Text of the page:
Let’s get this out of the way: Kamala Harris won last night.
There you go. That’s my column. Go read something else.
Just kidding! Thursday night, 10 Democratic candidates for president took to the stage in sunny Miami, Florida, to showcase themselves in their first debate appearances of the primary season.
Here’s a quick breakdown of how the candidates fared last night:
U.S. Sen. Kamala Harris (D-Calif.)
Everyone expected the spotlight to be on the clash between Sanders and Biden, the two frontrunners on stage.
Everyone was wrong.
Harris stole the show with a performance that was passionate, measured and, yes, presidential. She cut in at the right moments and dominated with the stage presence of a prosecutor.
Harris scored major points when she confronted Biden over his comments praising the civility of two segregationist senators and his past opposition to busing programs utilized in the 1970s to further integrate public schools.
South Bend, Indiana, Mayor Pete Buttigieg
Two moments in particular stand out for Mayor Buttigieg.
When he was pressed about why the South Bend Police Department has not hired more black officers, Buttigieg admitted, “I couldn’t get it done.” His sincerity and tact allowed the young mayor to walk away from a tricky issue relatively unscathed, although not all residents of South Bend were satisfied with his response.
Former Vice President Joe Biden
Overall, Biden did ... OK.
He started strong, stuck to his positions throughout the night, and handled criticism from the other candidates fairly well.
But then came Harris.
Biden needs more support from party activists to solidify his frontrunner status, and defending his position against school integration — essentially on the basis of state’s rights — definitely isn’t the best way to do that.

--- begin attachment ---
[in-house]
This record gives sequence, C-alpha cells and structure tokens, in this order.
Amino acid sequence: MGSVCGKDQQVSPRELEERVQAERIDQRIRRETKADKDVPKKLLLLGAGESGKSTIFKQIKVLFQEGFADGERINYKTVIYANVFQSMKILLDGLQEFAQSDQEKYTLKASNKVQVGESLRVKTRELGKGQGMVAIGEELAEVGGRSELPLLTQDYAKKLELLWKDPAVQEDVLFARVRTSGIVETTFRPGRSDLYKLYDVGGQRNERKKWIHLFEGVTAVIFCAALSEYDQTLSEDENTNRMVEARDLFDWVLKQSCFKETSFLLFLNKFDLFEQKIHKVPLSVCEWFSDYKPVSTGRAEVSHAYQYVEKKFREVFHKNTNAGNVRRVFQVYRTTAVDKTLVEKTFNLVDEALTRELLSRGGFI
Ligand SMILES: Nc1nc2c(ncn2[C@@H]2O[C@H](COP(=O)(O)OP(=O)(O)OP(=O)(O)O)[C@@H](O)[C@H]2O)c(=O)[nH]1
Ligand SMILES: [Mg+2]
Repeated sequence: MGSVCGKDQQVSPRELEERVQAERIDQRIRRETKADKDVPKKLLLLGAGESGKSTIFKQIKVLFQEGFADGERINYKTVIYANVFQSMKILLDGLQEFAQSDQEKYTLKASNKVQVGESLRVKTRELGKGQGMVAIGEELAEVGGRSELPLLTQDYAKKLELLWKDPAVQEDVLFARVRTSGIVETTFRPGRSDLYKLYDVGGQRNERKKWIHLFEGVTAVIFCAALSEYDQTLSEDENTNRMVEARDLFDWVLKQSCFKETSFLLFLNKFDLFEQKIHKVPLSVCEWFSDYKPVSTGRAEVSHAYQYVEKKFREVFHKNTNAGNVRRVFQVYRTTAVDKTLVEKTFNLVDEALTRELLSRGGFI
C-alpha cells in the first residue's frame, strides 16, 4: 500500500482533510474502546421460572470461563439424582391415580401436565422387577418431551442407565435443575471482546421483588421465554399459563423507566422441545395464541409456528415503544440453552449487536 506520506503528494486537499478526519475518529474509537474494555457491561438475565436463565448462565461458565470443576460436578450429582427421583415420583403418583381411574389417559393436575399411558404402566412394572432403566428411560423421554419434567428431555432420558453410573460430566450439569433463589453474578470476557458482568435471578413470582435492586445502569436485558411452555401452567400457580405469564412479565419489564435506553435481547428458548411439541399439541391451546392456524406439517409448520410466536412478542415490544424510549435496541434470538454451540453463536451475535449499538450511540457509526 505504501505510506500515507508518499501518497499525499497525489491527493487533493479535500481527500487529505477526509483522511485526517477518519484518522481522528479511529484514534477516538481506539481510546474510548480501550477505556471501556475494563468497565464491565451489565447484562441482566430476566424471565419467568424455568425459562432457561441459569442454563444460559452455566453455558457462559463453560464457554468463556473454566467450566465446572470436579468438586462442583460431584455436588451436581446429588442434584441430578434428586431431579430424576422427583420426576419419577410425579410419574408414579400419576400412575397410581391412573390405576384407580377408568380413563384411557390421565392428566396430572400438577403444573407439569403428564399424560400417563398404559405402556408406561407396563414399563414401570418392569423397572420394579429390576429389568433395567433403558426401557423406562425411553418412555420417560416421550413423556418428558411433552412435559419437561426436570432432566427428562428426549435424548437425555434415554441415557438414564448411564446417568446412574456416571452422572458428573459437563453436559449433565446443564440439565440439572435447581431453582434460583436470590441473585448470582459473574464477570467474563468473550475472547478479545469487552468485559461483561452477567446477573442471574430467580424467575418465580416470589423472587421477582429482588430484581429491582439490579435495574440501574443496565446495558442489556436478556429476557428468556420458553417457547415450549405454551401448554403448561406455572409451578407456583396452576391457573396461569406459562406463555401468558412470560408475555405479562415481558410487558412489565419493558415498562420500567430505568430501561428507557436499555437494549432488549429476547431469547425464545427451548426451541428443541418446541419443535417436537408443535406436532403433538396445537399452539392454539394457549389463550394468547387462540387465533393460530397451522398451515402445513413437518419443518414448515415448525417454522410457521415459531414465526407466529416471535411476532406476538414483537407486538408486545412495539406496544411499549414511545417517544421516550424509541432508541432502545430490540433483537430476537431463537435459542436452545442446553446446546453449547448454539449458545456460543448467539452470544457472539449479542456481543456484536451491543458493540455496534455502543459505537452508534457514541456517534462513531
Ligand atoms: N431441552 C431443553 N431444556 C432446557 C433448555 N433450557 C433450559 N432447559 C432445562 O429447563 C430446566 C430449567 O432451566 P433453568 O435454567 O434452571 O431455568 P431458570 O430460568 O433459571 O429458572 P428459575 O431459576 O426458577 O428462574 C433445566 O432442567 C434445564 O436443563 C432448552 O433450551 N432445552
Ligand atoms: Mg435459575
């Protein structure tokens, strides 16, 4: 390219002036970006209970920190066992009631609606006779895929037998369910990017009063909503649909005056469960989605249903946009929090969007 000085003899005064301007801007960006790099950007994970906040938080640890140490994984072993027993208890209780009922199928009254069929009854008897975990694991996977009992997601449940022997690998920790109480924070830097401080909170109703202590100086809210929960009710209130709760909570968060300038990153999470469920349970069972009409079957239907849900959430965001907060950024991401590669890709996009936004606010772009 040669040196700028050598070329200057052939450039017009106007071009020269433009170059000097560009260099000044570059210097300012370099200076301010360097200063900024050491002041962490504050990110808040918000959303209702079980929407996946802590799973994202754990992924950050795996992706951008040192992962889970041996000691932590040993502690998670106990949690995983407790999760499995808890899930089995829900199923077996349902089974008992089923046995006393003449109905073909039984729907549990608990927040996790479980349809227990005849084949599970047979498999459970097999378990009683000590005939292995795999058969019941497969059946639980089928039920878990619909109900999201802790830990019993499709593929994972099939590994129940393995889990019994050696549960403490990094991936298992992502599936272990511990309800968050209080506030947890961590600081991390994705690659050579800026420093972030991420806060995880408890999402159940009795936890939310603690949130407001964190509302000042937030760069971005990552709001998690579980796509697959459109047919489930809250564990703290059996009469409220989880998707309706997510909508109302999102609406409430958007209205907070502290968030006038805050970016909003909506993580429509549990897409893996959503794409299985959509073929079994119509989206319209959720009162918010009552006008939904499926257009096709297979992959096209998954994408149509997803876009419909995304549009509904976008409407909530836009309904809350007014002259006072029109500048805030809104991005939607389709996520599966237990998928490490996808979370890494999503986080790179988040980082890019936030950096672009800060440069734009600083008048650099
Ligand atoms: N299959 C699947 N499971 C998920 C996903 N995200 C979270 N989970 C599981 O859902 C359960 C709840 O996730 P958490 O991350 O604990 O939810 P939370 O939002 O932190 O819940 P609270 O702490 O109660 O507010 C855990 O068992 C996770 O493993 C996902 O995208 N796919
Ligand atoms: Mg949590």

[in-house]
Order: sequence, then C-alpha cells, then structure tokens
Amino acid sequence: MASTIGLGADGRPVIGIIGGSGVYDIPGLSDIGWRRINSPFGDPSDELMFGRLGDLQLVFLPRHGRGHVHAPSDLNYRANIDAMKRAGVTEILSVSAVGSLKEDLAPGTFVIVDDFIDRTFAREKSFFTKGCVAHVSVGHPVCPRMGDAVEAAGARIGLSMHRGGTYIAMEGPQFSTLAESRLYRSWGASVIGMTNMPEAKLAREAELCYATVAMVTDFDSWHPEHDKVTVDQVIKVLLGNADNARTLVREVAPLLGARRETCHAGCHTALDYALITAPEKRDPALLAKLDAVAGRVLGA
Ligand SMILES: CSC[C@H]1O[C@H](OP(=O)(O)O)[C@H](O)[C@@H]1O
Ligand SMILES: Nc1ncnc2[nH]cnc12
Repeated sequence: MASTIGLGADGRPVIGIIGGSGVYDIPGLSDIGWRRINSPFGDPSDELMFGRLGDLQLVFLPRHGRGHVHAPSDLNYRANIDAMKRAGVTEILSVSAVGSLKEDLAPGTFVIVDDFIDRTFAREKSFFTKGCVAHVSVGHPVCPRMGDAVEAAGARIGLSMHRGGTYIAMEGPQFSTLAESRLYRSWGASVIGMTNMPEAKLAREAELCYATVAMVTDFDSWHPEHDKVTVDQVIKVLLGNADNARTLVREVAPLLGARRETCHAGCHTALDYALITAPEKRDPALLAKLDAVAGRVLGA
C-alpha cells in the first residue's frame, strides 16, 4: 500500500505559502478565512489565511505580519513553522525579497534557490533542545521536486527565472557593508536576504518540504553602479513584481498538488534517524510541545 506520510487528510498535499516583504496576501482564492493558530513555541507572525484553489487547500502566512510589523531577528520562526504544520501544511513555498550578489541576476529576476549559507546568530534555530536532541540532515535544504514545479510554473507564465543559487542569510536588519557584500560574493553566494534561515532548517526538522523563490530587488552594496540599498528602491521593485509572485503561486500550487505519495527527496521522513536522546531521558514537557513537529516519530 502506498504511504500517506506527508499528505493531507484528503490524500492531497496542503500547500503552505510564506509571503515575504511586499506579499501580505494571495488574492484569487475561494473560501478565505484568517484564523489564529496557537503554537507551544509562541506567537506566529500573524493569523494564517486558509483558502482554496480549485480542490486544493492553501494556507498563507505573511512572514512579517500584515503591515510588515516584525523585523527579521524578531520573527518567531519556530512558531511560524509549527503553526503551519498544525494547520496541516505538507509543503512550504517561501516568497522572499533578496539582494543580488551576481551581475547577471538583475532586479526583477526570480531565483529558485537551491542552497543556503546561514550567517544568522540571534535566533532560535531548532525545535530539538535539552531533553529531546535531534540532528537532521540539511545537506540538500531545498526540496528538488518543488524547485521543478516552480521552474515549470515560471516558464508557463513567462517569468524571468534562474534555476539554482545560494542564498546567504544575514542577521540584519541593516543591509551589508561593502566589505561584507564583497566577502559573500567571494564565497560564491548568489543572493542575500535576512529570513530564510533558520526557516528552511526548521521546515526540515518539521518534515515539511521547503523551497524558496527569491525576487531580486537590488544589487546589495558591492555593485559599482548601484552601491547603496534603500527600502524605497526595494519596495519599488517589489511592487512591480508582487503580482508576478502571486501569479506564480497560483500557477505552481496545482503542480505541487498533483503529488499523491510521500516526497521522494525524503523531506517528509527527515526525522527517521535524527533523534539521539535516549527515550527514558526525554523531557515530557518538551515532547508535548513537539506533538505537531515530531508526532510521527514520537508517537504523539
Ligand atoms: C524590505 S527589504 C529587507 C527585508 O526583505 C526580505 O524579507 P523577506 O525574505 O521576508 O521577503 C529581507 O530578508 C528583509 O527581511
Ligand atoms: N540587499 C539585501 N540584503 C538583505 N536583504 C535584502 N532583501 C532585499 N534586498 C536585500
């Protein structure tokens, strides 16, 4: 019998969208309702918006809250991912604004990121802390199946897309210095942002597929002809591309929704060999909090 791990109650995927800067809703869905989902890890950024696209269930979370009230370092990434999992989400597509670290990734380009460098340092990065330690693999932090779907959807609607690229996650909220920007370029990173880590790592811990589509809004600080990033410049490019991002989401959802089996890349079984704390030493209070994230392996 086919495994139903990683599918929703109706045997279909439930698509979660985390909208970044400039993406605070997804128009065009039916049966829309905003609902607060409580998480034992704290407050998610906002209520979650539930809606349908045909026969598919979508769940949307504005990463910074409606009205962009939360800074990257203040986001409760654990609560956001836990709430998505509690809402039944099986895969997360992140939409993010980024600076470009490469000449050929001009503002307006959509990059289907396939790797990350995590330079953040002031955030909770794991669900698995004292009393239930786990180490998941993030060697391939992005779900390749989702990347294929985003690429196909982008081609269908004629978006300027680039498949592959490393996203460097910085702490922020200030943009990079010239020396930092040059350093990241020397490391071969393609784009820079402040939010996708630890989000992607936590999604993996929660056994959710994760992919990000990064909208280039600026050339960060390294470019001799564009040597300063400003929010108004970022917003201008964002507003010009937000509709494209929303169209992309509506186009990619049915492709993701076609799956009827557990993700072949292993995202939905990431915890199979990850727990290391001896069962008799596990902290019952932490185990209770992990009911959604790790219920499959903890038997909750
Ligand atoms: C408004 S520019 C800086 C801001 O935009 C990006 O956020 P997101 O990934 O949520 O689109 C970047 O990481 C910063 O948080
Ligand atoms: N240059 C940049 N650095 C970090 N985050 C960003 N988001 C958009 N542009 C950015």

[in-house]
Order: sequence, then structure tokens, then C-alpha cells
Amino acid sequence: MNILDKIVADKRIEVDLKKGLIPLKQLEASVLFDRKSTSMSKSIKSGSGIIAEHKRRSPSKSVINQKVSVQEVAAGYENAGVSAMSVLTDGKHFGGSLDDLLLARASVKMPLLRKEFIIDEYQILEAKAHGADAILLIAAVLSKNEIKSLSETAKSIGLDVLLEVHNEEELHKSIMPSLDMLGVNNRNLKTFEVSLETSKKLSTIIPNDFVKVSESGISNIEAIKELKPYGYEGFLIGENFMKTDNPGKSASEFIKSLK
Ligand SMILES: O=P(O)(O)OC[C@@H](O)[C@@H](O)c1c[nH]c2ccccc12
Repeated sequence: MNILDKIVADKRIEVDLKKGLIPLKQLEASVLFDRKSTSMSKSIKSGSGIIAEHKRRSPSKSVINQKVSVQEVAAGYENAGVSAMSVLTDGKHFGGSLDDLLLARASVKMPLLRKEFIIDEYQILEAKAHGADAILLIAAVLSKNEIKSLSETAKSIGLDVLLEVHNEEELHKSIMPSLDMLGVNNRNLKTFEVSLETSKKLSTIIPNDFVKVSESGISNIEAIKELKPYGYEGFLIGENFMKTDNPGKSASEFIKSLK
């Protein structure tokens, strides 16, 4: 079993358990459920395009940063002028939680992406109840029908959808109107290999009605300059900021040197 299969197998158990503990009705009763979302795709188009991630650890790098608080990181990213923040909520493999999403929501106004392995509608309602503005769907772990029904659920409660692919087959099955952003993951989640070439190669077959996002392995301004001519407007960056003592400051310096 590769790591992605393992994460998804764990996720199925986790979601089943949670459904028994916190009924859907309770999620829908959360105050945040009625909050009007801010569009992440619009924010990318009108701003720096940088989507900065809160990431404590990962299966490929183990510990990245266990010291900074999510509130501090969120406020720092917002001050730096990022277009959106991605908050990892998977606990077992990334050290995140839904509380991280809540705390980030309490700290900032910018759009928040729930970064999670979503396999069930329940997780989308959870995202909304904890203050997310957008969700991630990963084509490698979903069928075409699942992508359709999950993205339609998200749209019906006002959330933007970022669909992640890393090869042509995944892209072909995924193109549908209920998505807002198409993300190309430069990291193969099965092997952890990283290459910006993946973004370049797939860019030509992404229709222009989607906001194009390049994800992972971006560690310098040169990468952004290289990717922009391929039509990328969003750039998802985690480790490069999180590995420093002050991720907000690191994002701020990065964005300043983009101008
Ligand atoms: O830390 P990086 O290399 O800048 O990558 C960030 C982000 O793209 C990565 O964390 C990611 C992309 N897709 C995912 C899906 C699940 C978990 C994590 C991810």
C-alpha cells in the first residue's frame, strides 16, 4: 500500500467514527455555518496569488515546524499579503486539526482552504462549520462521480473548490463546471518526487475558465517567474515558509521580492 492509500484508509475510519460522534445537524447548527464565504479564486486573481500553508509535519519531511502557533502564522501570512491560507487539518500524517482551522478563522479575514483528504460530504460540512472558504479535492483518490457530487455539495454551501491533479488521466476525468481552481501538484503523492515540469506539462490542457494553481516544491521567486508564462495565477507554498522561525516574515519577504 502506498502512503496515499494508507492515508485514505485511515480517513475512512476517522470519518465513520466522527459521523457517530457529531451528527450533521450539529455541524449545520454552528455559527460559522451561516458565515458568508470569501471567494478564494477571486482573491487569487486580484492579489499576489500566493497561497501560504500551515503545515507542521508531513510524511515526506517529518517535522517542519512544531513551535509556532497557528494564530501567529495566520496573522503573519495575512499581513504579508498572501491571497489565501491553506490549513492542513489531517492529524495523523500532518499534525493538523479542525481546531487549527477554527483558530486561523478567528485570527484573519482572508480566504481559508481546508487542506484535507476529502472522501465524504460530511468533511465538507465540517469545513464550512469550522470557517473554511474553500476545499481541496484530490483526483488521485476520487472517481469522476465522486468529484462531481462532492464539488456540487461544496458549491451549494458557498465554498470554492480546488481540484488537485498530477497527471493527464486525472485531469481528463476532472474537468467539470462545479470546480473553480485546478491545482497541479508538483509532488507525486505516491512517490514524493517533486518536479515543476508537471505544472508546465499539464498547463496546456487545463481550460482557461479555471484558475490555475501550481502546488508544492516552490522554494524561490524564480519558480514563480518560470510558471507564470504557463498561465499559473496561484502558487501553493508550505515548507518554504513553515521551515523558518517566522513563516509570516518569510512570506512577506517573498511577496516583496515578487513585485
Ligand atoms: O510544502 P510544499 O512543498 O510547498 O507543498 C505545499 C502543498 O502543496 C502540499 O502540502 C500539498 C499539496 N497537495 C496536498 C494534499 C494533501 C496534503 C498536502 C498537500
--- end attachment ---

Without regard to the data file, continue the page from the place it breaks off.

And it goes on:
Biden needs to stop the bleeding of support that had already started after the first night’s debate. If he keeps debating like he did last night, Biden’s last words of his defense against Harris may prove prophetic for the fate of his campaign:
“Anyway, my time’s up. I’m sorry.”
U.S. Sen. Bernie Sanders (I-Vt.)
Sanders sounded stale. If you’ve ever heard him speak before, you didn’t miss anything new last night.
After a strong opening, Sanders more or less retreated from the stage, responding to every question with canned responses about income inequality.
Everyone else: Down the line
U.S. Sen. Michael Bennet (D-Colo.) had a surprisingly strong showing.
U.S. Sen. Kirsten Gillibrand (D-N.Y.) fought tooth and nail to get airtime and used that time to position herself as a strong advocate for women.
Andrew Yang barely got any speaking time and claims that his microphone was off for much of the debate.
Former Gov. John Hickenlooper (D-Colo.) was mistaken for a reporter by venue security. That pretty much sums up his night.
U.S. Rep. Eric Swalwell (D-Calif.) really likes torch metaphors.
Marriane Williamson exuded big mystical orb energy.
Nick Hinman is a Junior from Olathe majoring in political science and philosophy.